Previously we covered Stamp Duty Land Tax (SDLT) implications of transferring your property portfolio to a limited company; you can read that article here.
However, transferring a property to a limited company has other implications apart from SDLT.
Annual Tax on Enveloped Dwellings (ATED)
Annual Tax on Enveloped Dwellings (ATED) is an annual charge that applies to a company that holds a dwelling valued over £500,000.
The amount chargeable depends on the value of the property, for example, for a property valued between £1 million and up to £2 Million the annual charge would be £7,500 for the period of 1 April 2020 to 31 March 2021.
There are number of reliefs available, especially where properties are purchased by the company to run a qualifying rental business, although ATED returns must still be filed annually.
An initial late filing penalty of £100 will be charged by HMRC, which will increase over time incrementally similar to Self-assessment late filing penalties, if ATED returns are filed late.
Relief will be denied if there is a non-qualifying occupation of the property during the company’s ownership of the property, for example if the property is occupied by an individual connected to the company.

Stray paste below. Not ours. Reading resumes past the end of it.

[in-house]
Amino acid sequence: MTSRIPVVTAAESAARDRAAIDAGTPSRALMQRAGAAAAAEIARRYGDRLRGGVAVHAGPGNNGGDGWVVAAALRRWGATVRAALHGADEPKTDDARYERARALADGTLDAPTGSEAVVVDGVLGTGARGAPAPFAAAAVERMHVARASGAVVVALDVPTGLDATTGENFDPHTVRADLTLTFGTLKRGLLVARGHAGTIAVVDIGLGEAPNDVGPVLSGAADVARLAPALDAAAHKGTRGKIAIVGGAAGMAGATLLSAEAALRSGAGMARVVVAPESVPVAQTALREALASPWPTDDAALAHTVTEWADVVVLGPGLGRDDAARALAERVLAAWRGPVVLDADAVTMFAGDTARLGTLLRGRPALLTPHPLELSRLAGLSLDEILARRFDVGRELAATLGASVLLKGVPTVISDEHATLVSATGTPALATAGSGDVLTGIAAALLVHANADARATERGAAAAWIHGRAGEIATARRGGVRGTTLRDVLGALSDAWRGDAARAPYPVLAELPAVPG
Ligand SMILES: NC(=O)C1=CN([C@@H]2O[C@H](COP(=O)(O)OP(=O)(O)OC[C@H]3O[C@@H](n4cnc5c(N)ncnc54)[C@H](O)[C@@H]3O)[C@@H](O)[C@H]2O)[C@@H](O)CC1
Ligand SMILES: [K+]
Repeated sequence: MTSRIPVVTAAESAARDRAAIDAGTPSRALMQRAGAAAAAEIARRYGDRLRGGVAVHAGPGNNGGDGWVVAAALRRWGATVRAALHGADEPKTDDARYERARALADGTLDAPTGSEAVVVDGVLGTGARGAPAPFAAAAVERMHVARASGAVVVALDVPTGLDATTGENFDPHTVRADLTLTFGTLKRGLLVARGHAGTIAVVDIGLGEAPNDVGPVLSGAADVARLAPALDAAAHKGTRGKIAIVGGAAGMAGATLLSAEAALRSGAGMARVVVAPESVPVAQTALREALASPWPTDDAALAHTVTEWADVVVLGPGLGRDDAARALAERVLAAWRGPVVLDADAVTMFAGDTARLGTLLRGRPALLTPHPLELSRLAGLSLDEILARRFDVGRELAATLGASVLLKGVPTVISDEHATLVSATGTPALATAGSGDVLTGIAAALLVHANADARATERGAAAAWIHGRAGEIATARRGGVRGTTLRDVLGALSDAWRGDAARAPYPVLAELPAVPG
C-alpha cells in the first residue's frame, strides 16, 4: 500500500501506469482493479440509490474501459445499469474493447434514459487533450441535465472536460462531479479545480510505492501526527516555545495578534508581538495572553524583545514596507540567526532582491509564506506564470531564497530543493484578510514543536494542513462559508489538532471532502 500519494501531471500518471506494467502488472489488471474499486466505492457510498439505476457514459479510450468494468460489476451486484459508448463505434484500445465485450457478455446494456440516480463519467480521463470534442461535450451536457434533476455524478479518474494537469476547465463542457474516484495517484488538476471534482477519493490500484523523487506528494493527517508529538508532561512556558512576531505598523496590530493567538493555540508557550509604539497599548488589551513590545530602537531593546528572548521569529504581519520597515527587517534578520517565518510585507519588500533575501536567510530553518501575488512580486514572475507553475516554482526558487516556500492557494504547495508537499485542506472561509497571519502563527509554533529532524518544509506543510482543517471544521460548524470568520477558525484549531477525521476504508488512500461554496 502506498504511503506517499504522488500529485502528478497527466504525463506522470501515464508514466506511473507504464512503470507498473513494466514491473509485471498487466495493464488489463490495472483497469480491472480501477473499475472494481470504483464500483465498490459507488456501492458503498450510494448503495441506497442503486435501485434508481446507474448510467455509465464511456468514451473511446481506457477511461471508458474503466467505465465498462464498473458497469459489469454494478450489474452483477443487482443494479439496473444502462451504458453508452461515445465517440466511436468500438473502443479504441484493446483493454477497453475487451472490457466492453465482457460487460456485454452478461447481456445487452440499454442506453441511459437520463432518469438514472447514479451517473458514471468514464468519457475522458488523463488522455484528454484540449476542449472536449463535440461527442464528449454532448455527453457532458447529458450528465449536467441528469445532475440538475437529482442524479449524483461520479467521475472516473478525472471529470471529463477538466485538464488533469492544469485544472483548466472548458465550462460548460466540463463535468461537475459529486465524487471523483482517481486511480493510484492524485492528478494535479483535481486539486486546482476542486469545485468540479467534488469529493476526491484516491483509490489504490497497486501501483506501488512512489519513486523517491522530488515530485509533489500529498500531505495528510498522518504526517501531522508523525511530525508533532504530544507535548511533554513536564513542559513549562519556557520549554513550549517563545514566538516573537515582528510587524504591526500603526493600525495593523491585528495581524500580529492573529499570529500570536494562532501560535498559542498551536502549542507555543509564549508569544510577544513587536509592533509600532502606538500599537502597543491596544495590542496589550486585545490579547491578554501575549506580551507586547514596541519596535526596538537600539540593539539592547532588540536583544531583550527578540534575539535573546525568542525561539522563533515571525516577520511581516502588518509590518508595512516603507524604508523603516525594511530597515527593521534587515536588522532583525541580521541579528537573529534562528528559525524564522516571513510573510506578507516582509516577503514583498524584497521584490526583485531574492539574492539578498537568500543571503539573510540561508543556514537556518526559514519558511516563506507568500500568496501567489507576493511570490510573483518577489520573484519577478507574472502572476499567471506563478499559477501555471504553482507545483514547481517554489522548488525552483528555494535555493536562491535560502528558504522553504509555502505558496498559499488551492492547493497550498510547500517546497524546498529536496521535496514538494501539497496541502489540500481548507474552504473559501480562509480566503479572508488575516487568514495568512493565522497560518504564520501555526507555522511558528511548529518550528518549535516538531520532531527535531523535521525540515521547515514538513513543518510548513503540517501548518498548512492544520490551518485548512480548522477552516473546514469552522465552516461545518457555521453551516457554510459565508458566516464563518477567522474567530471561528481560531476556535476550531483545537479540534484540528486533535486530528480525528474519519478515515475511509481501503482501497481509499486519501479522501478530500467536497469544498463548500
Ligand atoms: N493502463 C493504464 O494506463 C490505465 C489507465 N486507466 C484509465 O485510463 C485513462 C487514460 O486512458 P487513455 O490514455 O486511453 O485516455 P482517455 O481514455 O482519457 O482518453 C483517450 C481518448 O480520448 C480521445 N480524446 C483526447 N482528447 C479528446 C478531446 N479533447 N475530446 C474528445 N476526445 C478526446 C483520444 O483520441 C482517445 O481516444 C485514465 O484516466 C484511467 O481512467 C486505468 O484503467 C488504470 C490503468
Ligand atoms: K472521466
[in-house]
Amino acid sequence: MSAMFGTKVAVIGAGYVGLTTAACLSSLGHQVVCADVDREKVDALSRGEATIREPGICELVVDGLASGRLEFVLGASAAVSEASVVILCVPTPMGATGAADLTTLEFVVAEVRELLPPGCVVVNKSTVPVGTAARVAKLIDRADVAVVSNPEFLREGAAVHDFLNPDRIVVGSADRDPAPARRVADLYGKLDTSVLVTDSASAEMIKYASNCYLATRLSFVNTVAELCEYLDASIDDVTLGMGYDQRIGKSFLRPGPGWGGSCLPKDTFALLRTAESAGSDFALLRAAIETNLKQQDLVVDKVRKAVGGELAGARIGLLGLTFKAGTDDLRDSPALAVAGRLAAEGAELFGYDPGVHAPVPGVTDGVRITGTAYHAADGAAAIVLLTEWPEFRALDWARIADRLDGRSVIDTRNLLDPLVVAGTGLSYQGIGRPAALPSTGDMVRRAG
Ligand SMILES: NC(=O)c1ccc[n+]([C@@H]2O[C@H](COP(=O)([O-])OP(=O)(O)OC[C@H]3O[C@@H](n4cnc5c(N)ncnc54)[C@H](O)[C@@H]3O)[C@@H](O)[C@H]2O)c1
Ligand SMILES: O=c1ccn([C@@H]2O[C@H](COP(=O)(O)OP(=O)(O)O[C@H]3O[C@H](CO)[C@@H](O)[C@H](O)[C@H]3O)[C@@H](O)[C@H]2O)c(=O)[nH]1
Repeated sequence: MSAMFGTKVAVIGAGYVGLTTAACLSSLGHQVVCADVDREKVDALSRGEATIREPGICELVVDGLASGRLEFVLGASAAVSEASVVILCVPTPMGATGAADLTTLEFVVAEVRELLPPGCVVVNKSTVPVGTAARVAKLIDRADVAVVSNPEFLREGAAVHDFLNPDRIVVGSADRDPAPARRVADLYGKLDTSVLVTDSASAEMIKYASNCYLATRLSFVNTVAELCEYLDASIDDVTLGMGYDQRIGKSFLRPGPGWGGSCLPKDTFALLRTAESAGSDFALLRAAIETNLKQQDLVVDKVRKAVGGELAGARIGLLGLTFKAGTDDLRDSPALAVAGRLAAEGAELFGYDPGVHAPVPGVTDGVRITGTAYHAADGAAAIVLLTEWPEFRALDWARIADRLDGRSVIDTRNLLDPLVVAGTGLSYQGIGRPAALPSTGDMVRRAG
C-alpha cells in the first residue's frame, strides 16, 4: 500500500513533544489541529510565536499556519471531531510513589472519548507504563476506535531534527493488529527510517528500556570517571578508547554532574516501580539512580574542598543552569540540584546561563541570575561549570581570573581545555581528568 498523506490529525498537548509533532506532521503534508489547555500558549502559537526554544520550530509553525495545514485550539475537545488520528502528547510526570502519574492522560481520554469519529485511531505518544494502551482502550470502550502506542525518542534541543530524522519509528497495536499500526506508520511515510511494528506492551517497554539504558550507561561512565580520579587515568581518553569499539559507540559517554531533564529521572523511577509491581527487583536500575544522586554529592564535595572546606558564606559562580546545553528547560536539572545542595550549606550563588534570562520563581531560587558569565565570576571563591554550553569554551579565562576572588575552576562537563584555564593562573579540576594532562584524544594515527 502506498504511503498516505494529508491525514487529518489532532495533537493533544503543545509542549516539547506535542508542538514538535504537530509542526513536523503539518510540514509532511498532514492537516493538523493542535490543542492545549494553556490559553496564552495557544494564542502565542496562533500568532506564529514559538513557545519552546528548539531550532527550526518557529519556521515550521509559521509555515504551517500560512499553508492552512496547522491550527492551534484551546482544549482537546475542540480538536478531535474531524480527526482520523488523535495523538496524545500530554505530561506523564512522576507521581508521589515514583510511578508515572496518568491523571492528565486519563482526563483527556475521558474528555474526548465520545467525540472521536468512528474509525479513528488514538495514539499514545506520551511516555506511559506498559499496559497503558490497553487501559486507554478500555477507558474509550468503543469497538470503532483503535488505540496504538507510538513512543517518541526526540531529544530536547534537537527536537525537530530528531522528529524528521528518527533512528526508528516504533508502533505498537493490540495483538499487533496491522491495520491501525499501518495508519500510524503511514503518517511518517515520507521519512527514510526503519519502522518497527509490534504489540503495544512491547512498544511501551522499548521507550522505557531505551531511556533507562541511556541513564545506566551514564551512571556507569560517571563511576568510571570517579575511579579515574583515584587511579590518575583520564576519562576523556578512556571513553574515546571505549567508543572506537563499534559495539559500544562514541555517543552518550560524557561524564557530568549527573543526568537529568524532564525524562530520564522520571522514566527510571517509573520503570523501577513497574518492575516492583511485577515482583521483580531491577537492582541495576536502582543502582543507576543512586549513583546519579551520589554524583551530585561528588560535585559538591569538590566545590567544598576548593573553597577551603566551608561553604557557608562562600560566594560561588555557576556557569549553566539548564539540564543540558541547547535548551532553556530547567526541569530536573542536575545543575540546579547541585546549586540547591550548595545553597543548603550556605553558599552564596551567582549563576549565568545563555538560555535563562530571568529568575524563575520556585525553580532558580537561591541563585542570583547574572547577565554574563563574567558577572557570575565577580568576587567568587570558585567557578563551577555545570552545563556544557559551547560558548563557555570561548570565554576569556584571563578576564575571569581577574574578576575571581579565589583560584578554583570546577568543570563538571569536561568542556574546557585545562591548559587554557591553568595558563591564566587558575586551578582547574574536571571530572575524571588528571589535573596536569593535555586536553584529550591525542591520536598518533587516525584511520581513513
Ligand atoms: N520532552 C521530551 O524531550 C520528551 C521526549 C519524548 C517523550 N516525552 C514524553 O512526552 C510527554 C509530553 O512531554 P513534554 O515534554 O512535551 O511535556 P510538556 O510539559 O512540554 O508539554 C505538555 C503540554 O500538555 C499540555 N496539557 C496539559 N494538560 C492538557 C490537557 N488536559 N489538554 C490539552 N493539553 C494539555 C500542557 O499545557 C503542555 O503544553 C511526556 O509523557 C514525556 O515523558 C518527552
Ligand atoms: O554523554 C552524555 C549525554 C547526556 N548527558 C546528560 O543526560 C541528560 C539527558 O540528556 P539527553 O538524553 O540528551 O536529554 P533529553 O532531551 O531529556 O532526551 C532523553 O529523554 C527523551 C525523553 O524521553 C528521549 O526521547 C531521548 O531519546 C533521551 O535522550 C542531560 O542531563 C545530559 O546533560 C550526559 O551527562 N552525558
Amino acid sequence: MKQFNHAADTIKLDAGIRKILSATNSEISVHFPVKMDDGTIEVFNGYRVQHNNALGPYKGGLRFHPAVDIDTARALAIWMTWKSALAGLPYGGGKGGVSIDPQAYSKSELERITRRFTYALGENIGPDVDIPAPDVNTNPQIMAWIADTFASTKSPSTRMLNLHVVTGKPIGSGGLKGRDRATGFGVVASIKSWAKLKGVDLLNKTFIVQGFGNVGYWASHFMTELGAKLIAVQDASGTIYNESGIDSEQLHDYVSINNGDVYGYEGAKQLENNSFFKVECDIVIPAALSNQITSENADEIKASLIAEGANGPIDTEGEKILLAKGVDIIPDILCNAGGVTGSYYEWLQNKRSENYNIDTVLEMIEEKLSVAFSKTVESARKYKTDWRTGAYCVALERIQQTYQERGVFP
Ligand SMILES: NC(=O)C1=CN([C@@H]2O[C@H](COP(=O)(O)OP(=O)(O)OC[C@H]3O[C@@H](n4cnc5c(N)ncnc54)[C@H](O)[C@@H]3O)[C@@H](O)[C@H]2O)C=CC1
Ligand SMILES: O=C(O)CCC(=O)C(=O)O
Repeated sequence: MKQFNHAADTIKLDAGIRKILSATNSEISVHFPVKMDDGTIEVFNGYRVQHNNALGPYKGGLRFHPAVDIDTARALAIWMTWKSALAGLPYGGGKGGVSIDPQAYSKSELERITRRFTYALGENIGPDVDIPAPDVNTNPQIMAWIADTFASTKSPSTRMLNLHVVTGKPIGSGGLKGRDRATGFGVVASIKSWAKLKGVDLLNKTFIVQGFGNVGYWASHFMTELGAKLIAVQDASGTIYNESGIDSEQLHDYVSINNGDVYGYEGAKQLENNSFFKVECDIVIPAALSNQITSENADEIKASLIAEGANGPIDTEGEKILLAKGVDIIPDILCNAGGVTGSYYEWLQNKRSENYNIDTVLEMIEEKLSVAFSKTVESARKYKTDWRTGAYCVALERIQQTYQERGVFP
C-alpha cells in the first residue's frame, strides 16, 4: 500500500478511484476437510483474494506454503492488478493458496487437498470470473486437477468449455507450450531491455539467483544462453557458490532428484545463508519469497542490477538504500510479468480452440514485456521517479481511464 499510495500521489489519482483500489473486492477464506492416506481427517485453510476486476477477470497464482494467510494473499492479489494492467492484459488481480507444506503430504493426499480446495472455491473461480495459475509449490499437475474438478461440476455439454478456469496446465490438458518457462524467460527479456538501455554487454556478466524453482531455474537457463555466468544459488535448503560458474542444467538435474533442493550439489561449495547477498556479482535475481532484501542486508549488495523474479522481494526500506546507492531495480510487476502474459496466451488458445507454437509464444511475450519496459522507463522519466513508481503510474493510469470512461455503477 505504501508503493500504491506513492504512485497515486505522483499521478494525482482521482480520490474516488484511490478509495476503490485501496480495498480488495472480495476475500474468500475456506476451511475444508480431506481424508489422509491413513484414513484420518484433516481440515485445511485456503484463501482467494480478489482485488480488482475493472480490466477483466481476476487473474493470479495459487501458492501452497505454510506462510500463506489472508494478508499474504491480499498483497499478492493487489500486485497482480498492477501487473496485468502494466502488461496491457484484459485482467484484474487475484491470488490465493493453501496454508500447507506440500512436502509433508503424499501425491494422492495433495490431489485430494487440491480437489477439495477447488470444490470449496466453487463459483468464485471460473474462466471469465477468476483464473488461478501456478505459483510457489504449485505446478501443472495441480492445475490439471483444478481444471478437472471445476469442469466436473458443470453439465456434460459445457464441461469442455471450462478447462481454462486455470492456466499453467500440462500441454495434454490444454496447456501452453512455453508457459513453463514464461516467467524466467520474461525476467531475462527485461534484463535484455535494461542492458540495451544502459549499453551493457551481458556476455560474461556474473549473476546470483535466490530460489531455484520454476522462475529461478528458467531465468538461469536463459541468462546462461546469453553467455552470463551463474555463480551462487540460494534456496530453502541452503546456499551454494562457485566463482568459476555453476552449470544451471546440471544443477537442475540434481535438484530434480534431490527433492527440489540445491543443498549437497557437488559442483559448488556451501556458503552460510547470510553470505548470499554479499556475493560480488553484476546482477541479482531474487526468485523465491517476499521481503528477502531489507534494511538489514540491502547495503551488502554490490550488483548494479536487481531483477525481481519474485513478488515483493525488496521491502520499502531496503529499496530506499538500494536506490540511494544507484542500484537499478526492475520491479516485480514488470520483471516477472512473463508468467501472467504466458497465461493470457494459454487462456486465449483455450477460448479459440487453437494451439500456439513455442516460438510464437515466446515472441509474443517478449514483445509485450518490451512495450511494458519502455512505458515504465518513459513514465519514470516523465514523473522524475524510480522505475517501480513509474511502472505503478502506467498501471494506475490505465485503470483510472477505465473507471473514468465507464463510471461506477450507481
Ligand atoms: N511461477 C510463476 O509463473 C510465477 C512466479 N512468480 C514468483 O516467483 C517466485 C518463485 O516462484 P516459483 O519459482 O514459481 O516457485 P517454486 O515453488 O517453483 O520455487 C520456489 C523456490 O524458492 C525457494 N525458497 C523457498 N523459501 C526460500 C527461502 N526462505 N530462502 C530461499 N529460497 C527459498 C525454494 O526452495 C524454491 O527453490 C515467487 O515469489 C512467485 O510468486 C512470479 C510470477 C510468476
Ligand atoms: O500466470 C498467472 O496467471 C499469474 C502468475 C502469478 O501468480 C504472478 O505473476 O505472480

In our next post we will be discussing an SDLT scheme that was pitched to one of our senior advisors here at Intact Accounting and we can see his views on this scheme which promises to reduce SDLT payable.
If you have any questions about how SDLT or ATED can affect your property business please contact us on email@example.com.
Have you overpaid Stamp Duty Land Tax (SDLT)?
Other Implications of Property Business Incorporation
SDLT on Property Partnership Incorporation
Income Tax for Non-residents investing in the UK residential property
Advantages & disadvantages of using a company for buy to let investments
Qualifying Loan Interest
The Ramsey Case, would your property portfolio qualify as a business?
Joint Property Ownership